Programming for Orchestra
There are SO MANY pieces you can choose from and, depending on where you're looking, ​grade levels are not always a reliable indicator of difficulty.
Different publishers use different methods, and even the Florida Orchestra Association speaks in both number-based "grade levels" as well as letter-based orchestra classifications (most applicable during MPA season).

So what should you look for when programming for your orchestra?

The most common mistake new-to-strings teachers make in programming is forgetting to consider the technical demands of the pieces they choose. Of course, the pieces need to be musically worthwhile and engaging, which can be evaluated based on listening and looking at rhythmic demands. HOWEVER, the string technique required to play some of these pieces may be much more demanding than it would initially appear.

Read below for some technique items to look out for.
Below you will find descriptions and music lists for each of the 5 classification levels of orchestras in FOA. Each section will have two buttons specific for that level.

The first button opens the MPA list provided by FOA. The FOA lists are updated annually through the FOA website. The lists on this page are current as of 2017.  For a more updated list, please visit

The other button you'll see brings you to a resource created in 2012 by Lisa Hopko and Michael Simpson of Orange County Public Schools in Central Florida. Together they compiled a list of suggested standard repertoire for the orchestra programs in OCPS.

These lists are by no means exhaustive--there are tons of wonderful pieces for orchestras and many great new works published each year. Music reading sessions at conferences often give directors the opportunity to experience and discover these new pieces for themselves. However, as you're trying to get a few pieces together to get started with, I hope these documents can provide a bit of guidance. 
Full FOA MPA Music List
OCPS Suggested Titles -
All Levels (2012)
But first... Terminology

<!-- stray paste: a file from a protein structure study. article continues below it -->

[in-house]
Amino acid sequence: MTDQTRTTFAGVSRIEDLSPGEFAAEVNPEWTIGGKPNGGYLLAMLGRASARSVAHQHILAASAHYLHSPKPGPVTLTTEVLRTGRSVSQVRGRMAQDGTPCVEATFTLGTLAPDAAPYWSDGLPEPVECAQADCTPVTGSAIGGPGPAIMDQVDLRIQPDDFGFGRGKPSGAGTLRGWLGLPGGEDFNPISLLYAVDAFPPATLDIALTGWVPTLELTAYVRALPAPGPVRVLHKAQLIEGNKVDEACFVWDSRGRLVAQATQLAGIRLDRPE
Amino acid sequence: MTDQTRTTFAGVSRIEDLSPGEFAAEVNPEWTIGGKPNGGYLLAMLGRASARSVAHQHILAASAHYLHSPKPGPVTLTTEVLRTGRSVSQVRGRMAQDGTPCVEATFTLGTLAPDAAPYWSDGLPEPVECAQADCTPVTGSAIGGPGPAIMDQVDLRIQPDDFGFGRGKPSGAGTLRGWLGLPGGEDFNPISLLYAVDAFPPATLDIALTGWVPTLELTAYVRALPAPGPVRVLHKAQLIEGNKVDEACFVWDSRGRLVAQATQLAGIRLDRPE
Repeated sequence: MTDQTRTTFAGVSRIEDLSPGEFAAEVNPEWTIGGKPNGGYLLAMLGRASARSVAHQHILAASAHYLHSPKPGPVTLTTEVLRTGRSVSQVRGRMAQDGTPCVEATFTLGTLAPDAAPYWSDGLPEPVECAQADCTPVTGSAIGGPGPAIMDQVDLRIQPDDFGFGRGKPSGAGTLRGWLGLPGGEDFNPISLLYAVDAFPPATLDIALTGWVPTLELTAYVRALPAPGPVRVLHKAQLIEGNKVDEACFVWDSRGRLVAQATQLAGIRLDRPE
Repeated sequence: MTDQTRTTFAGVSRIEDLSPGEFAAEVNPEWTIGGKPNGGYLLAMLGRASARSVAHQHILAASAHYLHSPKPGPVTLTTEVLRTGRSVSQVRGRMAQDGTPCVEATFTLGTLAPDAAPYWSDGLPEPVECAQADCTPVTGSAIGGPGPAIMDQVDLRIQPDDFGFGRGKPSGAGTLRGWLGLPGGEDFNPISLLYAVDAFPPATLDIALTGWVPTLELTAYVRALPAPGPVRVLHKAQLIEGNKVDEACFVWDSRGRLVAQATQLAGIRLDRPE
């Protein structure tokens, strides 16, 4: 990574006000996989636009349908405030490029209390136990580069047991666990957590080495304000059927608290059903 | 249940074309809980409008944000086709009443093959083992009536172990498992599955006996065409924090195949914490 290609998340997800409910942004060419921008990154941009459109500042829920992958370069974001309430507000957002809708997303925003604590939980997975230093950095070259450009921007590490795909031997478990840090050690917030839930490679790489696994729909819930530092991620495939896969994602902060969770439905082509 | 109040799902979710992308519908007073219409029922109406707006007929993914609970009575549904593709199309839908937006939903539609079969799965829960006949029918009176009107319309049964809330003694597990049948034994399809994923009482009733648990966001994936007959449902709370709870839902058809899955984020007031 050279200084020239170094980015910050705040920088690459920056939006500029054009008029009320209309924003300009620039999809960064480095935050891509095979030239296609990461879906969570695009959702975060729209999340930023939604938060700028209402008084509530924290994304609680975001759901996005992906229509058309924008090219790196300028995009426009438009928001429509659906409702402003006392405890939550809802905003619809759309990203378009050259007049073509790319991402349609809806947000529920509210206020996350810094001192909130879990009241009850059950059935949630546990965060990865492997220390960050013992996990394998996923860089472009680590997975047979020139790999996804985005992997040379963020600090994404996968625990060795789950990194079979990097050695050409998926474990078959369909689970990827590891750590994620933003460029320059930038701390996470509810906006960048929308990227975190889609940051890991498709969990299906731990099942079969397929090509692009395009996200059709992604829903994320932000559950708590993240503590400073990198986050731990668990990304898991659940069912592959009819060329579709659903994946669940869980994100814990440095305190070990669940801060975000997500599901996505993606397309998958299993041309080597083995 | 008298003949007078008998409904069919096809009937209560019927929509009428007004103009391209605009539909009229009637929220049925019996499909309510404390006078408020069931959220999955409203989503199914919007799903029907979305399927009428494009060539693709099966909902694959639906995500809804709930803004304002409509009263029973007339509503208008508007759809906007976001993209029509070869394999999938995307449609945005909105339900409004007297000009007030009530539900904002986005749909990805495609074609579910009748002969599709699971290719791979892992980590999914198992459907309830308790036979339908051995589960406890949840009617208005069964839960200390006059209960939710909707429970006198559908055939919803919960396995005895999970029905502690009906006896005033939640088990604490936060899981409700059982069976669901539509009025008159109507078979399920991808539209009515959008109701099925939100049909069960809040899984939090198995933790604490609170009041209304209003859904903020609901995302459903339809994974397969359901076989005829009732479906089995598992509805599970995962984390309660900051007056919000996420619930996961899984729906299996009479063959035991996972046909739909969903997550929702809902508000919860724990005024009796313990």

Jargon... isn't it great? Here are some terms used on this page that may need defining if you're from out of town.

Florida Orchestra Association
Music Performance Assessment (sometimes called "Festival")
Orange County Public Schools, FL

The "S" in AS, BS, CS, DS, and ES 
S stands for String Orchestra
The "F" in AF, BF, CF, and DF 
F stands for Full Orchestra
A, B, C, D, and E 
Indicate level of difficulty - A is harder than E

ES - Grade 1
Suitable for late first year to second year players, on average. Characterized by first position, simple rhythms, and basic forms. Caution: some mature music is hidden in ES music due to "simple rhythms," but actually requires demanding string techniques. Watch out for these mis-graded pieces. They may be excellent selections for your more proficient players!
FOA ES MPA Music List
OCPS Suggested Titles - ES (2012)
Classification Rubric
  • Key of D and G major (no key changes)
  • Mainly homophonic/ limited polyphony
  • Similar cello and bass lines if not doubled
  • 1st position only (1st and 3rd for basses) and no high 3 and extended position (cello/bass). Limited or no use of chromatics.
  • Limited use of hooked and slurred bowing. Can have accents.
  • One violin part or viola doubling 2nd. Simplistic part writing (4-part writing)
  • Basic rhythmic patterns (eighths, quarters, halves, dotted half and whole)